With this new set, Salem Press completes its survey of life and changes in post-war America. The last half of the twentieth century was a period of tremendous change worldwide, and the Nineties were no less eventful in the new directions it charted. Though it began with a recession, the decade ended with explosive growth of the economy. The promise of the computer age was achieved in the extension of the internet and the creation of the World Wide Web. NAFTA, deregulation and globalization prompted wide protests. The Unabomber, Waco, Timothy McVeigh and World Trade Center bombings raised the specter of new types of terrorism. Under the leadership of Bill Clinton, the federal budget was finally balanced, but investigations of his administration polarized the nation. New concerns were raised over abortion, downsizing, gay rights, global warming, genetic engineering, health care, international involvement, outsourcing and tobacco. The conduct of the Gulf War prompted examinations of defense spending and military reform. Such is the scope of The Nineties in America.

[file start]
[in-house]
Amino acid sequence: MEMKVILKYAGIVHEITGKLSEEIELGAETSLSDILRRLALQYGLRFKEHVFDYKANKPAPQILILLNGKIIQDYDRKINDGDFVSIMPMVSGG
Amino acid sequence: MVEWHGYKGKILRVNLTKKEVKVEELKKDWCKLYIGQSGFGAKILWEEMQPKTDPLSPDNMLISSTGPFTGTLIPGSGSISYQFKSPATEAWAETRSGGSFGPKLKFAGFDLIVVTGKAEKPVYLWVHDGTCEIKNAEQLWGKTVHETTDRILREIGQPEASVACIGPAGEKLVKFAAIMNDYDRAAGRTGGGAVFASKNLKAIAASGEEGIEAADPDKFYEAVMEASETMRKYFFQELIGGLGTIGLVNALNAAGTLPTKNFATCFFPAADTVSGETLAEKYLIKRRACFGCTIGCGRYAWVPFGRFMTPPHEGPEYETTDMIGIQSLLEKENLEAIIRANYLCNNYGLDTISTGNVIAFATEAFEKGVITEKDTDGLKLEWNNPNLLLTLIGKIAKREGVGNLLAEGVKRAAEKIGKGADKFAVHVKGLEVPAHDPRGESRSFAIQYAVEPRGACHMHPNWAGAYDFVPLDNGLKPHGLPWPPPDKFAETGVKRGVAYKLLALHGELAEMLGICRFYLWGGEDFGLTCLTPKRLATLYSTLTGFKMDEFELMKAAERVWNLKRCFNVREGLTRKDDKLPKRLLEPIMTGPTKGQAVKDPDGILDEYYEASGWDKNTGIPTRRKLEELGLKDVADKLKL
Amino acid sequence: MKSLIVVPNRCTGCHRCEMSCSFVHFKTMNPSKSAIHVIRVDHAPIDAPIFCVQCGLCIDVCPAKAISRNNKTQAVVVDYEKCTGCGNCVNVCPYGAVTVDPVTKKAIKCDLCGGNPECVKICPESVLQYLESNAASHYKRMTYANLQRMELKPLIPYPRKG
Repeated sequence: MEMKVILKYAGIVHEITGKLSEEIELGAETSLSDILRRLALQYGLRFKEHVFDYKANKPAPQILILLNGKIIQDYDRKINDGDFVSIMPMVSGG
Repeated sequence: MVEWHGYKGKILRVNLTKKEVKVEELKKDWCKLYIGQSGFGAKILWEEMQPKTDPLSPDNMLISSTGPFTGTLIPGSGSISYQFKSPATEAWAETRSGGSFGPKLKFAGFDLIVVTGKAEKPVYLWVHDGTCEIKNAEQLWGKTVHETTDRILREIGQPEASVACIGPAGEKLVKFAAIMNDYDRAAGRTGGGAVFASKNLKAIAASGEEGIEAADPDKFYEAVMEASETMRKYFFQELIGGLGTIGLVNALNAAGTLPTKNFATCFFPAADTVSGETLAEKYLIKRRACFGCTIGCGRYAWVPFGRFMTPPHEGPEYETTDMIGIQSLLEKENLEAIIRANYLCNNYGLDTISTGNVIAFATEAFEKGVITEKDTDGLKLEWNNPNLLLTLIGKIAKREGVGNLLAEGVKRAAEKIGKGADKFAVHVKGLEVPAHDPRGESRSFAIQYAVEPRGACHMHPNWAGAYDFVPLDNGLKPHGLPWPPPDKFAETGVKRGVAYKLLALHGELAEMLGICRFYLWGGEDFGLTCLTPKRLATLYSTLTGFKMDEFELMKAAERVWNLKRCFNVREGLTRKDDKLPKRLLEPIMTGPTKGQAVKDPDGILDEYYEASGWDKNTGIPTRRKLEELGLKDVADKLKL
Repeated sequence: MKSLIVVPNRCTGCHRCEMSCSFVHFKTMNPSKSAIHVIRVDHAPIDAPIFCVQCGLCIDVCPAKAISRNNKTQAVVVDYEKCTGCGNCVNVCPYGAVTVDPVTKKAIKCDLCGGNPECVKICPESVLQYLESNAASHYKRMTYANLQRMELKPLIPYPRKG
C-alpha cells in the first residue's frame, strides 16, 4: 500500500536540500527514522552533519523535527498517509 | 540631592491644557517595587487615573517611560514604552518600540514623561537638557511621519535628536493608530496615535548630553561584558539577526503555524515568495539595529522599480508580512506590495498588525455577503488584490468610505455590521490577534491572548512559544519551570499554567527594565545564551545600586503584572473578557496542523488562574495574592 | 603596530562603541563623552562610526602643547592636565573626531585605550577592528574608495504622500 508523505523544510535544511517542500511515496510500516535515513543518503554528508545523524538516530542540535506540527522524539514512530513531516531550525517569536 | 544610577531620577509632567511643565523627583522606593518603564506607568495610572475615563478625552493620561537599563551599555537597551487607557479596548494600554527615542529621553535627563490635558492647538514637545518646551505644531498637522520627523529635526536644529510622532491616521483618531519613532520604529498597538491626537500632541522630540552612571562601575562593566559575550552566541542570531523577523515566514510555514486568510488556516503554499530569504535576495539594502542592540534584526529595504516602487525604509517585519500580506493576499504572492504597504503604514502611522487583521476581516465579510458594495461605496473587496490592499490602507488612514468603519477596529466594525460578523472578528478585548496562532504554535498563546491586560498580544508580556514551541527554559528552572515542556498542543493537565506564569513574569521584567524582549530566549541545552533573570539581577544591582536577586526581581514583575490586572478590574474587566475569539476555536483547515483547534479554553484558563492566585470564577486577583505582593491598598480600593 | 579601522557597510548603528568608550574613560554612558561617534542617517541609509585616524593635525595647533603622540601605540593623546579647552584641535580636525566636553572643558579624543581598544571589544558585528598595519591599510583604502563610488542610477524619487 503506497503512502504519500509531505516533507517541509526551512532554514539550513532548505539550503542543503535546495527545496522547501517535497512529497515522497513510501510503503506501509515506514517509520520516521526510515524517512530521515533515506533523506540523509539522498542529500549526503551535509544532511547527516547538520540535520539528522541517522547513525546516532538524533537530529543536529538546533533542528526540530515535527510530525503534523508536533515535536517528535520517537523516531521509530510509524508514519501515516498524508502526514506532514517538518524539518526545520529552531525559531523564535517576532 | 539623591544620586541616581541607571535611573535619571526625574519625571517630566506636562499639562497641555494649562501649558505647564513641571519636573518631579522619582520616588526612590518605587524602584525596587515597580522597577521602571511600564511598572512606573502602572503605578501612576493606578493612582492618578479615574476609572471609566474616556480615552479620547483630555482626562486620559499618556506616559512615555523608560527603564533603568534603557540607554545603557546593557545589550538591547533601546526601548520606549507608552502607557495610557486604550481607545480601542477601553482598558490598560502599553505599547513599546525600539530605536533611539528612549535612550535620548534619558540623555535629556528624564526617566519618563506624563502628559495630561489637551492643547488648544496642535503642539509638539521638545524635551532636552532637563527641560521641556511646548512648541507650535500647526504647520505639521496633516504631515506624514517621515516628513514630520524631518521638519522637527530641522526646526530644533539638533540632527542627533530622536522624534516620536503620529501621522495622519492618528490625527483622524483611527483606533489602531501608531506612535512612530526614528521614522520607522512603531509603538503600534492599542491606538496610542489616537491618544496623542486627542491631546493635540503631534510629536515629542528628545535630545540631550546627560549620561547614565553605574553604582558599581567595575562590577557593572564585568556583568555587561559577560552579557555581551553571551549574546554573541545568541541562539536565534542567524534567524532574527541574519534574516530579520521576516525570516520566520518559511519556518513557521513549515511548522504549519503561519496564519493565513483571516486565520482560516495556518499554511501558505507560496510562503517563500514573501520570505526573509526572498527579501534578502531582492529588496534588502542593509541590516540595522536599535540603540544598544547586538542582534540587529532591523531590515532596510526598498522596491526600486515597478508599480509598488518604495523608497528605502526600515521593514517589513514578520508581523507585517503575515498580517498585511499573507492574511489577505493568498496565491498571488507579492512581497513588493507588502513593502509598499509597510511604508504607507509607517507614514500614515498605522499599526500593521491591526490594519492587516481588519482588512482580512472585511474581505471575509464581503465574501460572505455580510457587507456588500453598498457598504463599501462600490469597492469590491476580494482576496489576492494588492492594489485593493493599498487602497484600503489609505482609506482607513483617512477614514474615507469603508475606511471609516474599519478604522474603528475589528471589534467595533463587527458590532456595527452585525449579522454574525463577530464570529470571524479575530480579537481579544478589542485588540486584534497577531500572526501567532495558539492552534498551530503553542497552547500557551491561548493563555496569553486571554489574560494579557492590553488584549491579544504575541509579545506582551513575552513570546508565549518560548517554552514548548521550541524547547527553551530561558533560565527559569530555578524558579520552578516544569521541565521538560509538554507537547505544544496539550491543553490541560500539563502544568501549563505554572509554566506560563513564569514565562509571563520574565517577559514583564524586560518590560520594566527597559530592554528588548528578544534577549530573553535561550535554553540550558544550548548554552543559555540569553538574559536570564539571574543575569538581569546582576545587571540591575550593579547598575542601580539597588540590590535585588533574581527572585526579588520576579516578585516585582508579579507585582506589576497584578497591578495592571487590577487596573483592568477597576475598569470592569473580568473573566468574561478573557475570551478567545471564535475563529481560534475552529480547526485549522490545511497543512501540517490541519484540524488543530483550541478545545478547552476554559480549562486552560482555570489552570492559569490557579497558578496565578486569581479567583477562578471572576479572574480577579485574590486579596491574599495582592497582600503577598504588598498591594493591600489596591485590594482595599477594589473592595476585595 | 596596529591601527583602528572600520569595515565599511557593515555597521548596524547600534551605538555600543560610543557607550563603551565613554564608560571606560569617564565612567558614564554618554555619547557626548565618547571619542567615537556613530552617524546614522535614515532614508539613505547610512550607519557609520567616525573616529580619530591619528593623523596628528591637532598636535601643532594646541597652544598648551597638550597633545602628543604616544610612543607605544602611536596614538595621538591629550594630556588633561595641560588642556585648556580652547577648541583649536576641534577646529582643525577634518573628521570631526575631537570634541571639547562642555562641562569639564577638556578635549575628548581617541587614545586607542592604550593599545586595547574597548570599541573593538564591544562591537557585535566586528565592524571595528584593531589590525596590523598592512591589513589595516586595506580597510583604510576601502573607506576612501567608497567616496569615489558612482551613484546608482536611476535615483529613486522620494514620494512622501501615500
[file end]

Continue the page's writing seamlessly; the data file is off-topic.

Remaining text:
With the passage of 10 years providing perspective, Professor Milton Berman leads a team of scholars in this examination of the most significant events during the closing decade of the twentieth century. The scope includes both the United States and Canada, so overview articles describe demographic trends, elections, economic conditions, education and foreign policy issues in both countries. Likewise, looks at celebrities, the arts, sports, minorities, religion and science encompass developments in each nation. Otherwise, the 630 articles describe people, ideas, and problems that first rose to national prominence in this era. The culture wars, gun control and hate crimes are just a few of the issues considered. From grunge music, soccer moms and SUVs to DVDs, hackers and spam, the new features of American culture are inventoried and examined. So too are such tragedies of Columbine, the crash of TWA Flight 800 and the Oklahoma City bombings. Biographies range from Madeleine Albright, Colin Powell, Ruth Bader Ginsberg and Steven Jobs to Jim Carey, Garth Brooks, Terry McMillan and Michael Jordan. Other entries highlight popular movies, music groups, and comic strips. The impact of television is discussed in articles on programs like Ally McBeal, Beverly Hills 90210, Murphy Brown, NYPD Blue, The Simpsons, Seinfeld and The X-Files, all of which attracted both praise and controversy. Scandals, groundbreaking legislation and inventions are also featured. Supplemental materials include lists of awards in the arts, winners of major sporting events, and summaries of important court cases and laws. Also included is a glossary of new expressions from "alpha geek" to Y2K. A timeline, selective bibliography and multiple indexes assist the student with research. This comprehensive historical survey will serve audiences in school, public and academic libraries.